Admittedly, it’s far from perfect. With my writing, I’m typically very reluctant to let anyone else see it until I’ve spent months revising it. This is essentially a first draft, and as we all know, all software has bugs. Mine is no exception. The format of the PDF report generated could be cleaner, and the text I coded in could be better written. Also, I wish the download process was a little faster and easier. (It’s not really that bad, I promise!)
I plan to work on improving on these weaknesses, as well as adding more features in the future. But cut me a break here, please – you have no idea how much fucking time I spent on Stackoverflow trying to figure out why matplotlib was crashing the app and why pyinstaller and plotly don’t play so nice together. ON MY BIRTHDAY NO LESS.
Even so, I think other writers should give it a try. Oh, hey, did I mention it’s TOTALLY AND COMPLETELY FREE.
Here are the reports generated within the PDF file:
Or possibly, I hate NaNoWriMo? I guess it’s all the same, really.
I skipped NaNoWriMo last year, as I was focused on revising THE OBSIDIAN PYRAMIDS, which I’m still trying to sell. I hadn’t planned on doing it this year either, though I’m just over halfway through the first draft of my current WIP, PLAGUE OF CATACLYSMS. But I’ve been writing much slower on this WIP than normal, and I felt I needed some kind of motivation to push me to write more words per day.
When I logged into my account to set up the page for the new WIP, I noticed that I had created a project and tracked my progress for each of the last four manuscripts I’ve written. I hadn’t realized that before looking, but this stretches all the way back to my third MS, THE BOOK OF TERRORS, all the way back in 2012.
I’ve posted on this before, but I’ve never been a binge writer, and haven’t come close to writing the goal of 50,000 words for NaNoWriMo in any previous attempt. My best attempt is only 25,000. Lame, I know.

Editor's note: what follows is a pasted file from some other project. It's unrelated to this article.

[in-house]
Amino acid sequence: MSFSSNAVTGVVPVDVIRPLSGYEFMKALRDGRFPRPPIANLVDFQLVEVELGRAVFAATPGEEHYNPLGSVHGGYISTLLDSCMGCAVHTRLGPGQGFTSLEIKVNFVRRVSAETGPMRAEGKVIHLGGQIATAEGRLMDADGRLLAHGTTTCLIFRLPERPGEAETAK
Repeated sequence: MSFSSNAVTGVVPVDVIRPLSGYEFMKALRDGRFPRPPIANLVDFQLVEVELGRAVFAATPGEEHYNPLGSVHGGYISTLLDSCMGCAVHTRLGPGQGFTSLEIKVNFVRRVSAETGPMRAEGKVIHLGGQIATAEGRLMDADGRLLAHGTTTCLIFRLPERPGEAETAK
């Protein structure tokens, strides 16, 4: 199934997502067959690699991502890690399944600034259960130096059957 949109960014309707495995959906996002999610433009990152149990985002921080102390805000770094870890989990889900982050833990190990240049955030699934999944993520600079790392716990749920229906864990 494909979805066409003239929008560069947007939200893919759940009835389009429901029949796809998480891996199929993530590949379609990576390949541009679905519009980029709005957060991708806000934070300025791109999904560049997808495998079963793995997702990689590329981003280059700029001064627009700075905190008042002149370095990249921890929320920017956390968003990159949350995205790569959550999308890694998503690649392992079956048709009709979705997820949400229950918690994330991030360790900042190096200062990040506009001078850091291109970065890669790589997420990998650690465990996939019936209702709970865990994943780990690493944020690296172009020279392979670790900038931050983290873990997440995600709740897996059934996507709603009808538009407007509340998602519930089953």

I can say with full confidence that I’ll never “win” NaNoWriMo, and you know what? Oh, well. I’m sure other people have fun with it, but it really just ain’t my thing. After two days, I have a whole 1,099 words, on pace for 16,485. I do hope to write more than that, as I’m trying to finish the first draft of Plague before the new year. I started the month with 60,000 words, targeting 110-115k for the full first draft. I’d like to return the the Chicago writing convention I’ve attended previously this upcoming summer so I can do at least a couple pitch sessions, and I figure I’ll need at least six months of revision before I’m ready to start querying agents on this MS. This is assuming, of course, I don’t get any offers on Pyramids before then. I just sent out another round of queries to 8 agents this week, and I have 9 left on my list.
If I can match my all-time best of 25,000 words in November, I’ll be pleased, and that should put me on pace to finish in 2019. But we’ll see…
I’m not a big fan of cliches, and the phrase “so close, and yet so far away” has always seemed silly to me. And yet, it describes my most recent experience in querying pretty well.
I’ve been trying to sell my most recent finished manuscript, THE OBSIDIAN PYRAMIDS, for almost a year and a half now. I’ve queried about 35 agents, and I did 2 verbal pitch sessions at a writer’s convention in Chicago last summer. If you haven’t read my earlier posts on this book and others, THE OBSIDIAN PYRAMIDS is the seventh full MS I’ve completed, and the fourth book I’ve queries agents on.
At the end of January this year, I received my first ever request as a reply to a query. I sent in the current version of the MS, and a little over 3 months later, the agent responded with a revise and resubmit request. She said she loved the concept, and that the MS had a ton of potential, but gave me two general criticisms on the writing (too much internal dialogue, and not enough description to go along with the external dialogue). I spent almost two months revising based on those comments, then sent in the new draft at the end of June.
This morning, I received a reply to the submission. Sadly, a rejection. The agent did say she thought I did a good job of revising based on her feedback, so at least I have that to provide some level of comfort.
I went from a 100% rejection rate in the slush pile to an R&R and (I think) almost an offer with a single agent. So close. And yet, now I’m essentially back to square one. I have about 15 agents remaining on my list for THE OBSIDIAN PYRAMIDS, and none of them have ever heard from me before. Starting over from scratch, so far away from getting an offer.
I was a pantser. Full on discovery writer, gardener, whatever you wish to call it. With my first two books, I started writing them. That’s it. I started with word one and just kept going.
Many years later, I consider myself a pretty heavy plotter/outliner. I HAVE MANY SPREADSHEETS.
Someday, I should talk about my evolution in this aspect as a writer, but that’s a much longer, more involved blog post. For this, I simply want to put down in words as it happens, in case this goes horribly wrong, or horribly right, what I’m experimenting with on my new WIP.